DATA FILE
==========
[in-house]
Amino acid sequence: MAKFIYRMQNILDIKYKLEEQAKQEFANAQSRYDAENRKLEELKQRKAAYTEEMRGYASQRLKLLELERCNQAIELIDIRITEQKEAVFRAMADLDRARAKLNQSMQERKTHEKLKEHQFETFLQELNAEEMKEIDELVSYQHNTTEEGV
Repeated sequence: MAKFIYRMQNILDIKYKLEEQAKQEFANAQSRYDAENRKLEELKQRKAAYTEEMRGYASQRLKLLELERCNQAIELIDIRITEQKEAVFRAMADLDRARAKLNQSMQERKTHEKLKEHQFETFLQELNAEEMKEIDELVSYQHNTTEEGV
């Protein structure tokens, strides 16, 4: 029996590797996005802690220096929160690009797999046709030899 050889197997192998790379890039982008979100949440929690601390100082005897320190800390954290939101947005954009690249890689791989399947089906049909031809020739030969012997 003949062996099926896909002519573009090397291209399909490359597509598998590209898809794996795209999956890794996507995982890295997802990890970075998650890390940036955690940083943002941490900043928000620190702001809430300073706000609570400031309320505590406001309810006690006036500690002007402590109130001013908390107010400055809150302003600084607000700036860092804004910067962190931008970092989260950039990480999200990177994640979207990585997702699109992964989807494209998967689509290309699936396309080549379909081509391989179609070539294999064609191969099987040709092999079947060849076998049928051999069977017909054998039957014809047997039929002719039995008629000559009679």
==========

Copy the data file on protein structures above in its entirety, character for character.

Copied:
[in-house]
Amino acid sequence: MAKFIYRMQNILDIKYKLEEQAKQEFANAQSRYDAENRKLEELKQRKAAYTEEMRGYASQRLKLLELERCNQAIELIDIRITEQKEAVFRAMADLDRARAKLNQSMQERKTHEKLKEHQFETFLQELNAEEMKEIDELVSYQHNTTEEGV
Repeated sequence: MAKFIYRMQNILDIKYKLEEQAKQEFANAQSRYDAENRKLEELKQRKAAYTEEMRGYASQRLKLLELERCNQAIELIDIRITEQKEAVFRAMADLDRARAKLNQSMQERKTHEKLKEHQFETFLQELNAEEMKEIDELVSYQHNTTEEGV
């Protein structure tokens, strides 16, 4: 029996590797996005802690220096929160690009797999046709030899 050889197997192998790379890039982008979100949440929690601390100082005897320190800390954290939101947005954009690249890689791989399947089906049909031809020739030969012997 003949062996099926896909002519573009090397291209399909490359597509598998590209898809794996795209999956890794996507995982890295997802990890970075998650890390940036955690940083943002941490900043928000620190702001809430300073706000609570400031309320505590406001309810006690006036500690002007402590109130001013908390107010400055809150302003600084607000700036860092804004910067962190931008970092989260950039990480999200990177994640979207990585997702699109992964989807494209998967689509290309699936396309080549379909081509391989179609070539294999064609191969099987040709092999079947060849076998049928051999069977017909054998039957014809047997039929002719039995008629000559009679």